School sport: Head makes call for more funding

Mr Williams speaking to the Education Select Committee' Mr Williams wants more support from the government.

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Special educational needs (SEN) schools need more money and support to help them sustain a legacy from the 2012 Olympic and Paralympic Games, head teacher Trystan Williams has told BBC News School Report.

Mr Williams, the head teacher of The Springfields Academy in Wiltshire, was one of four teachers from across the UK who were asked to give evidence at the Education Select Committee's inquiry into school sport and Olympic legacy on Tuesday.

But he also answered questions from School Reporters at his own school on the topic, telling Ashleigh, 15, that he believes sport is important but that government support is necessary.

"I think SEN schools could be looked after a little bit better by the government - we don't quite get enough funding," he said.

Mr Williams added that his school has been trying to share the Olympic and Paralympic values with young people, hosting an event with 300 children from 11 different schools and encouraging students to follow core values such as determination, inspiration, courage and equality.

"I like to think what we're creating here we can take to other schools nationally to help young people develop social and emotional skills which is something that Michael Gove, Ofsted and government don't always think about," he said.

In his evidence to the Select Committee, Mr Williams said this was especially important for "disaffected learners" and that sport could have a positive effect on exclusion rates.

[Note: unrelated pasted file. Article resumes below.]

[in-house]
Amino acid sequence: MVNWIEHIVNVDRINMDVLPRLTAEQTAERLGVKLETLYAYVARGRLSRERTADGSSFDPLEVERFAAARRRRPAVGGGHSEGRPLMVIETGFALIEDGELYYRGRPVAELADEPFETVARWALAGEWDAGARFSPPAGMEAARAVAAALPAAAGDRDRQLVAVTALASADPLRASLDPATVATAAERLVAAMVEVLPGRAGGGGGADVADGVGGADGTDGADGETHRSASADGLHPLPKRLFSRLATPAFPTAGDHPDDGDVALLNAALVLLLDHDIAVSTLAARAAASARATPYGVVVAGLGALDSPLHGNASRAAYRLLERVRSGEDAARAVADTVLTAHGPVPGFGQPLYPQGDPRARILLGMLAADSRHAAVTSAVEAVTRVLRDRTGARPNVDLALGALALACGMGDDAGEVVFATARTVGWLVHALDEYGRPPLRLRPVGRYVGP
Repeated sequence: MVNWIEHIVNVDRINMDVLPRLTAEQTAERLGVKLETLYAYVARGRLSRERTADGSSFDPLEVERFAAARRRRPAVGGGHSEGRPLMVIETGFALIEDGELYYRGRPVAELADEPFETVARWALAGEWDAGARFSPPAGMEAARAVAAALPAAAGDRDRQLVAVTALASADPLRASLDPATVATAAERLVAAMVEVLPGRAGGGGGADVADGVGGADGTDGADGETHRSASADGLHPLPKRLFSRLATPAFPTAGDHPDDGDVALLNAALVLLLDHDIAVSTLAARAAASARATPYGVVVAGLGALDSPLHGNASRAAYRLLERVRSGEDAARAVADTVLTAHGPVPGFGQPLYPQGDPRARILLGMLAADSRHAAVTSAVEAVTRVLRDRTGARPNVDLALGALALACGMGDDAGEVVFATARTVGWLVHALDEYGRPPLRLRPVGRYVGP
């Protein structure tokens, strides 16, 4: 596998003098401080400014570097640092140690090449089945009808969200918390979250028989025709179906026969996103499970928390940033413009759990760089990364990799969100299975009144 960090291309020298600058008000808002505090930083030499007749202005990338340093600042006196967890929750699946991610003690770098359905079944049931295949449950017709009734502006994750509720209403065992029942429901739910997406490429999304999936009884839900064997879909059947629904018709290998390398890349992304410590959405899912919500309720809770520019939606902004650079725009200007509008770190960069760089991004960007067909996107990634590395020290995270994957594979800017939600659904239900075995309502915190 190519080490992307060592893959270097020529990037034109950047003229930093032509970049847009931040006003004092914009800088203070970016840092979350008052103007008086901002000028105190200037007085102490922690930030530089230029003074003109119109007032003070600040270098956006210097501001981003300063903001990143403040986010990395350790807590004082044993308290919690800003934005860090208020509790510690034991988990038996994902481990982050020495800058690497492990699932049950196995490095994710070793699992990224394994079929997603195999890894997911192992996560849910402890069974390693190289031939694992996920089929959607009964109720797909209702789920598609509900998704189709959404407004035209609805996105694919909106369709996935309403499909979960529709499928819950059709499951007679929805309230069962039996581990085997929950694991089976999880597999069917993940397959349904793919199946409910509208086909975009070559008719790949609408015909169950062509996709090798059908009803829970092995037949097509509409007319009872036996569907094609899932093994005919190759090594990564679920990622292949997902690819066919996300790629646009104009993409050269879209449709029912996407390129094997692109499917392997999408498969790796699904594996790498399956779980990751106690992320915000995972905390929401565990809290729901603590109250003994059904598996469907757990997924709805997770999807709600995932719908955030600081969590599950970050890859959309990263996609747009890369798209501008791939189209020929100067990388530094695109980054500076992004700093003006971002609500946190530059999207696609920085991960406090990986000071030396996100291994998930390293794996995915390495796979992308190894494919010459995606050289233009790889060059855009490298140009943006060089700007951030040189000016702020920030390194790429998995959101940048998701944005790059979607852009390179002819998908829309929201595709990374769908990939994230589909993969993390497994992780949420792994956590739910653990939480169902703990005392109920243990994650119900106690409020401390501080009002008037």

He also stressed that it is important that schools are innovative when it comes to providing sport in school.

Life skills
Mr Williams is interviewed by School Reporter Ashleigh School Reporter Ashleigh puts questions to the Principal of her school about sport and 2012 legacy

School Reporters at The Springfields Academy canvassed opinion from other parts of the school community, including head of PE Mr Lloyd.

He told School Reporter Emily, 12, that sport in schools is "massively important".

"It's not only about physical things like being able to run and kick and throw and play tennis, but also about all that it does socially and personally," he said.

"Being able to work together, being able to challenge yourself, being able to be creative - all those things make for a better person in life, not just in sport."

Emily also spoke to students George and Richard, both 15, who both said they found taking part in school sport helpful.

George said that taking part in sport helped students learn to "support people", while Richard said that he really enjoyed taking part in sport at school.

"I like the fact we have so many facilities to have more variety within our sports...we have rugby over there, Astroturf here for football... it's incredible," he said.

Students' hopes

Start Quote

I went to see Jess Ennis win the heptathlon and was blown away”

End Quote School Reporter Leon

For George, seeing his head teacher represent the school was "really uplifting".

"I thought it was fantastic; I think he represented the school well, and the country well," he said.

"I'd hope that as a result the government gives schools more funding for sport, because sport is so crucial."

London 2012 inspired the students to take an even greater interest in sport.

"When we watched the Olympics on telly, it really inspired me watching all those British athletes with all those gold medals," said Ashleigh.

Leon, who watched the athletics events at the Olympic Stadium, said the whole experience would live with him for a long time.

"I was blown away because I went to see Jess Ennis win the heptathlon and I'd never heard anything so loud in my life before!" said Leon.

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